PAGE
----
A few posts ago we complained about the politicization of sports. To be fair we have always complained about the jingoism of the NFL and owners turning a game into a forced patriotic moment where there are military jet flyovers and at halftime some poor Gunny Sergeant back from Afghanistan with half his face shot off is reunited with his family. Of course if NFL owners really cared about vets they would give them jobs and set aside a few hundred seats in the lower bowl at the 40-50 yard line and treat military members and their families to a game. But that would cost the owners money. So we have always seen the hypocrisy in the fake patriotic displays especially when most owners did not serve.
As the nation erupted in flame and violence this spring over racial inequality players began speaking out. The NFL jumped in again with a fake display of solidarity by playing "Lift every voice and sing" but as we reported the Dolphins called them out on that hypocrisy and refused as a team to take the field during the anthems.
But we also criticized the players saying we were paying to watch a game and didn't want to be lectured by players whose own moral backgrounds could be shady.
Enter Tony Moss who called us to task with this comment:
That's exactly what people like you once said about people like Tommie Smith, John Carlos, Kareem Abdul-Jabbar, Bill Russell, Muhammad Ali, and others who sacrificed in support of a greater cause than scoring buckets or touchdowns. How does history regard those men now? And you have the audacity to suggest that this tradition of Black athletes reaching beyond the gridiron or the court is "forcing" adverse views upon you? After all the adverse views and images that have been scarred into our collective psyche?
And in case you didn't consider it: perhaps that "350-pound Okie" you refer to just might have a thought or perspective on the country he's living in that merits consideration by the rest of us. How condescending of you.
And the thing is...he was 100% correct. Ali was an idol of ours. We remember being a child but old enough to understand the social unrest and battle for civil rights at the time and seeing Smith and Carlos hold up their fists, and being inspired. They truly fought the power. It was a great and courageous act that became an iconic moment.
We remember the adults we knew who hated Ali. They often not only wanted to see him beat but it was common to hear otherwise normal adults say that they wanted someone to "shut that nigger's mouth" and we use the actual word because we heard the phrase a lot and it made us love Ali even more. He stood up to hate. He stood up the the US government. He said no to war, One exact quote was that no Vietnamese person ever called him a nigger- He asked why he should go fight them? And he was right. He caused us to question the values of the adults we knew and the values of our president and our country.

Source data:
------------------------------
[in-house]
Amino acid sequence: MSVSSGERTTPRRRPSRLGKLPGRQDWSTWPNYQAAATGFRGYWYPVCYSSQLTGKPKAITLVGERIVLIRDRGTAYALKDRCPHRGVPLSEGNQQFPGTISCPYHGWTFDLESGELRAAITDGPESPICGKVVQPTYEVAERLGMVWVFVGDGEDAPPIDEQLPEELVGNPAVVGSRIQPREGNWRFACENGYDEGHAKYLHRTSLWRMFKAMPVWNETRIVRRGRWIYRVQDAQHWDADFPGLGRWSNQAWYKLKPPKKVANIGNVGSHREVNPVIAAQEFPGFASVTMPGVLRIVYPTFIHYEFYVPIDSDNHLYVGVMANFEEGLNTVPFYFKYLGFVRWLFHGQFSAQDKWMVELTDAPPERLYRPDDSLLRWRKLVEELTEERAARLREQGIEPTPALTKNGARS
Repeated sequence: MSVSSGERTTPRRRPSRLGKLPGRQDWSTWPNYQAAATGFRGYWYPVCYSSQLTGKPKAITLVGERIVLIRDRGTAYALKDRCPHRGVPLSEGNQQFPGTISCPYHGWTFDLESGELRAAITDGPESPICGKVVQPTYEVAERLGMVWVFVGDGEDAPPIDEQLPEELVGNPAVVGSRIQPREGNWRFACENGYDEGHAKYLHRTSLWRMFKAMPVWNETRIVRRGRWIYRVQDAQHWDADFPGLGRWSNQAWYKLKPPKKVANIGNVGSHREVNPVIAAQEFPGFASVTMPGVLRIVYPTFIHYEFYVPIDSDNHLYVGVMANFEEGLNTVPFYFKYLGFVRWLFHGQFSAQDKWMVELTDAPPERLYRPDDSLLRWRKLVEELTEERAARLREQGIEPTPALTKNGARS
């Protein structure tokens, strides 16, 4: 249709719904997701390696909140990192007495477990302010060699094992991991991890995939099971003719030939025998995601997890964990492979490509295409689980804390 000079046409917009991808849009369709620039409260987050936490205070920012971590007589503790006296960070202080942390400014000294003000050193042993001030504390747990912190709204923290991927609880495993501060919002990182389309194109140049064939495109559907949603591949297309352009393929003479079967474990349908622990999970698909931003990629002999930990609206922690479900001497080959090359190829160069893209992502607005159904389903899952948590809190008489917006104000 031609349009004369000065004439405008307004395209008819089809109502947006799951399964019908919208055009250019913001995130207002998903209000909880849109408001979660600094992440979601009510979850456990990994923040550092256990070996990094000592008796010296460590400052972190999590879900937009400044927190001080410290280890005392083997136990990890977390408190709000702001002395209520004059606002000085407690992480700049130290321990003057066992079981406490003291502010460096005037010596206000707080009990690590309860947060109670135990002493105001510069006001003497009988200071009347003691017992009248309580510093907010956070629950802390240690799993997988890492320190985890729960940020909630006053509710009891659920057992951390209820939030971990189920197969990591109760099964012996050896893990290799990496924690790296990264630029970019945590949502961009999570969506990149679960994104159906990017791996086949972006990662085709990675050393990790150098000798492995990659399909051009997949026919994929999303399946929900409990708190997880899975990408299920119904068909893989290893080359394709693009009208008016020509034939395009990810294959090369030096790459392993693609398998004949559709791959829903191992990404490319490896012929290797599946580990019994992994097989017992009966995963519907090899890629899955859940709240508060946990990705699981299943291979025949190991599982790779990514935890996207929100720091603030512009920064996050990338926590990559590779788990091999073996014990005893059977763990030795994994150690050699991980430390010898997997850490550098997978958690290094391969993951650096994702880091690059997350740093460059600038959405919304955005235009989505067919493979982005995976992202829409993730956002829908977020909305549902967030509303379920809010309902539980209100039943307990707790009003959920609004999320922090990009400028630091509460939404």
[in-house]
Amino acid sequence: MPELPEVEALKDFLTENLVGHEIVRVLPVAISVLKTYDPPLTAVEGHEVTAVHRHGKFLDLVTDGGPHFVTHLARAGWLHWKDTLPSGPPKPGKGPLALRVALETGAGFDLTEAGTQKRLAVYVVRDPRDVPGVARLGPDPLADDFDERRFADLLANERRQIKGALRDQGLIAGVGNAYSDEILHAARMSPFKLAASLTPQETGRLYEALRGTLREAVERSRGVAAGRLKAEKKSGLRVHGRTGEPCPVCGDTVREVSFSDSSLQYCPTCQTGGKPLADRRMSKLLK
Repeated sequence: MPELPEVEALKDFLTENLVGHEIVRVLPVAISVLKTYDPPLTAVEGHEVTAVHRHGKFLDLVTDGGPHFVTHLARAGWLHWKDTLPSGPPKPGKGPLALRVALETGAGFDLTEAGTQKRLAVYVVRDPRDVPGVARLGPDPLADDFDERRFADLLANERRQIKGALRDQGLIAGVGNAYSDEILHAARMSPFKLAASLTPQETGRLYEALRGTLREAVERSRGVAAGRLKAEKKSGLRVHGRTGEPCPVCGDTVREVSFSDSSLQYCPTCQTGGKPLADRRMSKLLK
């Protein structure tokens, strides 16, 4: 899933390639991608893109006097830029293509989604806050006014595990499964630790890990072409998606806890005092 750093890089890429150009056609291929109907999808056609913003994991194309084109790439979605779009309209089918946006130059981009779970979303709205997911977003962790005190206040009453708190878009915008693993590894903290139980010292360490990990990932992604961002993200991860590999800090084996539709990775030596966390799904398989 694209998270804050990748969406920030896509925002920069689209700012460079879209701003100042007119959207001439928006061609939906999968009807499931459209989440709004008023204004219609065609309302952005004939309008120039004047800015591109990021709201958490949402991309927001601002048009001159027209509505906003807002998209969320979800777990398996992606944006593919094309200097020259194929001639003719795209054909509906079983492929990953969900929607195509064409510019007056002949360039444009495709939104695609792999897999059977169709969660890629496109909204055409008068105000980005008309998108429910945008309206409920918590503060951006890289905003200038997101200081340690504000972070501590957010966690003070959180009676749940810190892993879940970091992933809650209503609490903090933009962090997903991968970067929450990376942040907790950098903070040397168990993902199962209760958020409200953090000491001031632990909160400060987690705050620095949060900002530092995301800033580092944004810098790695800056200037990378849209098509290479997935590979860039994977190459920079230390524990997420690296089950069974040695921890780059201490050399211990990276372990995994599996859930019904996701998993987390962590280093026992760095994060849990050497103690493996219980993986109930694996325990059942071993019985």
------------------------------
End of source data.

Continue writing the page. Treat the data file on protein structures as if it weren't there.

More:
So what's the difference now? How could we idolize Smith and Carlos and Ali and Abdul-Jabbar and Bill Russel and get angry now when some athlete makes a statement about the current problems in the country?
Well once we read the stinging and 100% correct rebuke from Tony Moss we spent some time meditating on this. It is not often we are so devastatingly taken down by logic that we cannot refute.
And to our great discomfort we came to the realization that it was age. We have grown old and closed minded. Oh does that hurt! As a child Ali and Smith and Carlos and the other athletes were the adults -at least to us they were. Now in our 50s we look at these 22-30 year olds as no-nothing kids. And yet it was the loud-mouthed kids like Ali and Smith and Carlos who refused to shut up and changed the world.
There is more here. More to think about and more to analyze. The athletes who speak out now are of a different generation. They didn't grow up with the overt racism of the "no blacks and jews " signs that littered the landscape of our youth. But they experienced the more insidious racism of economic subjugation. They could eat wherever they wanted but their mothers and fathers and brothers and sisters didn't have the chance to earn a living to give them money to eat at the restaurant that would serve them. The door was closed -just another way and we have not been sensitive to that. When the "no blacks" signs came down we thought the struggle was won. And we were wrong. And these athletes are saying that and lest we become an old and bitter closed-minded man, we need to listen to their voices.
We recall that when Dr. King was killed in Memphis he was there to support a sanitation worker's strike. It was not a black issue. It was an economic issue because as 1968 got under way Dr. King knew the real struggle was economic equality. But he was struck down before he could make a difference.
So as our hero Winston Churchill was wont to say- those who do not change their minds do not change anything. We give round one to Tony Moss. It was not even close. We blew it. He kicked out butt with irrefutable logic and opened closed eyes.
And for that we thank him for continuing to fight the good fight.